OKLAHOMA CITY (AP) — Recent criticism of a report on the new A-F public school grading system should not be construed in any way as a threat to educators, a spokesman for Gov. Mary Fallin said Tuesday.
Fallin spokesman Alex Weintz said the governor, school superintendents and teachers “are all on the same side.”
Weintz voiced concerns last week that constant criticism over the A-F grading system could make it difficult for Fallin to make the case for more funding for education. Ivan Holmes, a Democratic candidate for state superintendent, blasted Fallin, saying she was trying to bully educators into quieting their criticism.
“Gov. Fallin is attempting to blackmail, harass, intimidate and threaten our educators over their dissatisfaction with the current A-F grading system,” he said.
School officials statewide have criticized the A-F grading of schools since its debut in 2012. They have referred to a report by researchers at the University of Oklahoma and Oklahoma State University that said the formula underlying the A-F grades was flawed and “has very little meaning.”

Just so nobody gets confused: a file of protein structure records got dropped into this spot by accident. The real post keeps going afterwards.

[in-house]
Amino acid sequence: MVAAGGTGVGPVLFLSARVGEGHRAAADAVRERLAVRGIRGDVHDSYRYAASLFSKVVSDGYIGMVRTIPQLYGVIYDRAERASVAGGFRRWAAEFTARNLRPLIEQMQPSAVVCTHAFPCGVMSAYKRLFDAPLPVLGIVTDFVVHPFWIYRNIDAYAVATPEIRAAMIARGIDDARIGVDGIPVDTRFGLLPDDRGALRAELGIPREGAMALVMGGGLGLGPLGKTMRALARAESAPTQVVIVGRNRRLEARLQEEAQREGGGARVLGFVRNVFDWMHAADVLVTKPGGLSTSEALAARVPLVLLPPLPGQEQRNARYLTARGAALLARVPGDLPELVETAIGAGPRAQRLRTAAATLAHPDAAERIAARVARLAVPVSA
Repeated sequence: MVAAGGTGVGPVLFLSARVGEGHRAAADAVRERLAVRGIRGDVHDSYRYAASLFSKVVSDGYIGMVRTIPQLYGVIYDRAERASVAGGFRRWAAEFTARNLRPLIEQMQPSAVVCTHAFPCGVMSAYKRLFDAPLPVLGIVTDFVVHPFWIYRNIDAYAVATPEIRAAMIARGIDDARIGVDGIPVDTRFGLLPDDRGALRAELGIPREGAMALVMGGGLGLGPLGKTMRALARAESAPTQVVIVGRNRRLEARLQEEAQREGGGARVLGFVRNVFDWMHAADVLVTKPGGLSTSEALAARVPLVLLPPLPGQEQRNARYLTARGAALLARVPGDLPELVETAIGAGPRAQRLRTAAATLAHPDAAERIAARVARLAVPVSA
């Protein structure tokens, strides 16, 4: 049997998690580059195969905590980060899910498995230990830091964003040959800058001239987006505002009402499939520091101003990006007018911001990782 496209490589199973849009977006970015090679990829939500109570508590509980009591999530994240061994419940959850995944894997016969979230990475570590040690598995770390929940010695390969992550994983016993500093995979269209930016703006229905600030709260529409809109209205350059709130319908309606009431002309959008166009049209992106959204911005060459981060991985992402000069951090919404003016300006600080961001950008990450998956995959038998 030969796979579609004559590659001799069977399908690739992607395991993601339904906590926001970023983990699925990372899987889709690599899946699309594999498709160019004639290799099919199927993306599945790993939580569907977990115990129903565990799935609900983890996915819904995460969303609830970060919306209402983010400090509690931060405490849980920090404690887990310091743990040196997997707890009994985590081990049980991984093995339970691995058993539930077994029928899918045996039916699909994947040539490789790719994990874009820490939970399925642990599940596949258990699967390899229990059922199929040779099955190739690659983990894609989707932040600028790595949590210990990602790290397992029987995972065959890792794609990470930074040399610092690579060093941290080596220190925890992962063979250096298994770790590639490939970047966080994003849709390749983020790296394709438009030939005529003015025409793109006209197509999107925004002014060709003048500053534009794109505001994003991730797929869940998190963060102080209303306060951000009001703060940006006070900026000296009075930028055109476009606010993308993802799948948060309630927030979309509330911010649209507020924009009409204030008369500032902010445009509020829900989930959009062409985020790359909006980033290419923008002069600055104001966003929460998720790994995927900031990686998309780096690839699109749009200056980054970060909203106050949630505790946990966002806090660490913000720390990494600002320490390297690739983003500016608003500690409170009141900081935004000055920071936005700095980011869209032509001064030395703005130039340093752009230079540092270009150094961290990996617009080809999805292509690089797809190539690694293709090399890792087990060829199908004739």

Weintz said Tuesday that Fallin has not and will not threaten funding for schools based on opposition to the A-F grading system.
“She is asking that groups representing superintendents reconsider their endorsement of a report that argues that education cannot make a significant impact in student performance,” Weintz said in a statement. “That argument undermines the advocates of public education who believe it is worth investing in and improving, including our teachers and superintendents.”